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Patient isolation measures for infants with candida colonization or infection for preventing or reducing transmission of candida in neonatal units.

Author(s): Mohan P, Eddama O, Weisman LE

Affiliation(s): Baylor College of Medicine, Pediatrics, Section of Neonataology, 6621, Fannin, MC.WT 6-104, Houston, Texas 77030, USA. mohanv@bcm.tmc.edu

Publication date & source: 2007-07-18, Cochrane Database Syst Rev., (3):CD006068.

Publication type: Review

BACKGROUND: Candida is one of the most common nosocomial infections in the intensive care setting worldwide and is associated with increased healthcare costs. In neonates, candida infection is associated with high mortality and morbidity. Candida is transmitted by direct and indirect contact. Routine infection control measures that include standard precautions are routinely employed to prevent spread of nosocomial infections. Patient isolation measures, i.e. single room isolation or cohorting, are usually recommended for infections spread by contact. OBJECTIVES: To determine the effect of patient isolation measures (single room isolation and/or cohorting) for infants with candida colonization or infection as an adjunct to routine infection control measures on the transmission of candida to other infants in the neonatal unit. SEARCH STRATEGY: Relevant trials in any language were searched in the following databases in Jan 2007: The Cochrane Central Register of Controlled Trials (CENTRAL, The Cochrane Library, Issue 4, 2006), MEDLINE (1966 - Jan 2007) and PREMEDLINE, EMBASE (1980 - Jan 2007), CINAHL (1982 - Jan 2007). Proceedings of the Pediatric Academic Societies (American Pediatric Society, Society for Pediatric Research) and the European Society for Pediatric Research (1987 - Jan 2007) were also searched in Jan 2007. Authors or other experts were contacted for more information on relevant published or unpublished trials. Additional searches were also made in the reference lists of relevant journal articles and in the reviewer's personal files. SELECTION CRITERIA: Types of studies: Cluster randomized trials (where clusters may be defined by hospital, ward, or other subunits of the hospital).Types of participants: Neonatal units caring for infants colonized or infected with candida.Types of interventions: A policy of patient isolation measures (single room isolation or cohorting of infants with candida colonization or infection) compared to routine isolation measures. DATA COLLECTION AND ANALYSIS: The standard methods of the Cochrane Neonatal Review Group (CNRG) were to be used to identify studies and to assess the methodological quality of eligible trials. The statistical package (RevMan 4.2) provided by the Cochrane Collaboration was to be used. In cluster-randomized trials, if the unit of analysis of the trial was the cluster (not individuals) and analysis took into account the correlation between clusters, the inverse variance method was to be used for meta-analysis. If this was not the case, a narrative synthesis was to be made without meta-analysis. Infection rates and colonization rates were to be expressed as rate ratios for each trial and if appropriate for meta-analysis, the generic inverse variance method in RevMan was to be used. MAIN RESULTS: No eligible trials were identified. AUTHORS' CONCLUSIONS: The review found no evidence to either support or refute the use of patient isolation measures (single room isolation or cohorting) in neonates with candida colonization or infection.Despite the evidence for transmission of candida by direct or indirect contact and evidence of cross-infection by health care workers, no standard policy of patient isolation measures beyond routine infection control measures exists in the neonatal unit. There is an urgent need to research the role of patient isolation measures for preventing transmission of candida in the neonatal unit. Cluster randomized trials involving multiple units or hospitals with randomized allocation of one type of patient isolation measure or the other (i.e. single room isolation or cohorting) with careful consideration for determining an appropriate sample size and analysis would be the most appropriate method to research this intervention.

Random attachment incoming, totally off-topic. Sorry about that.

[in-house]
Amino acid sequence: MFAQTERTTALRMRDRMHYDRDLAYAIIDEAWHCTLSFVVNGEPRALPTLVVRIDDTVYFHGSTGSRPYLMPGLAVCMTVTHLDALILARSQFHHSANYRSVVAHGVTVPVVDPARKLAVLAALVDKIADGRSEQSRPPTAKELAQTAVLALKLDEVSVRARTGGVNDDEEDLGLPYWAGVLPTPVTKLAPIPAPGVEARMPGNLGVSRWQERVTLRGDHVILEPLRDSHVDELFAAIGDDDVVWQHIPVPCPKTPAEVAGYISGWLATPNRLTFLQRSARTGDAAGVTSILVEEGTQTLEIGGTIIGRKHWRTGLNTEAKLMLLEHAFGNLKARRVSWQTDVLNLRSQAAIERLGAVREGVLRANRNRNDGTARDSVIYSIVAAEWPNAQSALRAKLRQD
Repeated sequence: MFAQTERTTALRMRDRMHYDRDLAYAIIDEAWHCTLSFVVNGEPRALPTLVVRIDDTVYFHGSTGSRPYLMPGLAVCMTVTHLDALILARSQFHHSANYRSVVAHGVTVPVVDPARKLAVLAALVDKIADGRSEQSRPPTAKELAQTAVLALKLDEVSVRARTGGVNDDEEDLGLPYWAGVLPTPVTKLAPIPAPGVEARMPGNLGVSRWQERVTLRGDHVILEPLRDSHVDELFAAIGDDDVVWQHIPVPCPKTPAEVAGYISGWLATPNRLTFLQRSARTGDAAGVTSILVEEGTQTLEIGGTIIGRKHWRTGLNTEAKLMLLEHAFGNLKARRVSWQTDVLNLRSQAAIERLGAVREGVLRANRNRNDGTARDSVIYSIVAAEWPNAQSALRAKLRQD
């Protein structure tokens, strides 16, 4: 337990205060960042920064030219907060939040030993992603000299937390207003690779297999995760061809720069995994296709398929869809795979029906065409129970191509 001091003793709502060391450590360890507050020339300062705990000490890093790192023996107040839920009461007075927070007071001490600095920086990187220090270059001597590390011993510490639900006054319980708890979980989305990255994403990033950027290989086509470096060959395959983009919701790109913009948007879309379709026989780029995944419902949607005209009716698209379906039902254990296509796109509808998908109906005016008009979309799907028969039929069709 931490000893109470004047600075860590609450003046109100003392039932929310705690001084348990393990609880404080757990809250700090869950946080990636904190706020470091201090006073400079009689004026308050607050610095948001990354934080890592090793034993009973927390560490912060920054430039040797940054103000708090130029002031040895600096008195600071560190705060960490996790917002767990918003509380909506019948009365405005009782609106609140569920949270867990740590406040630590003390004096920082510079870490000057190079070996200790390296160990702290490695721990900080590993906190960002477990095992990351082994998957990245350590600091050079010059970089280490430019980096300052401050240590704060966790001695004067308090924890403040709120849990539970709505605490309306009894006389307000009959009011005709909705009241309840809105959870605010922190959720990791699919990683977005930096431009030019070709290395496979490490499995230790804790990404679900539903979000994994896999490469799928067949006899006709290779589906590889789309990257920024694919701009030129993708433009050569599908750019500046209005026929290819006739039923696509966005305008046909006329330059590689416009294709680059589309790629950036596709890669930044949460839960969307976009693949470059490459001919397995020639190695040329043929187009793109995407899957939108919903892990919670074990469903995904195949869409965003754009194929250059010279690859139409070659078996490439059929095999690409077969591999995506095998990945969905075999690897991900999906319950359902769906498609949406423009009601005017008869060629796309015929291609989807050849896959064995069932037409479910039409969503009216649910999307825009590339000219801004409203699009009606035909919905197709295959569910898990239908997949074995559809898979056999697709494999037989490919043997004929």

Page last updated: 2007-10-18

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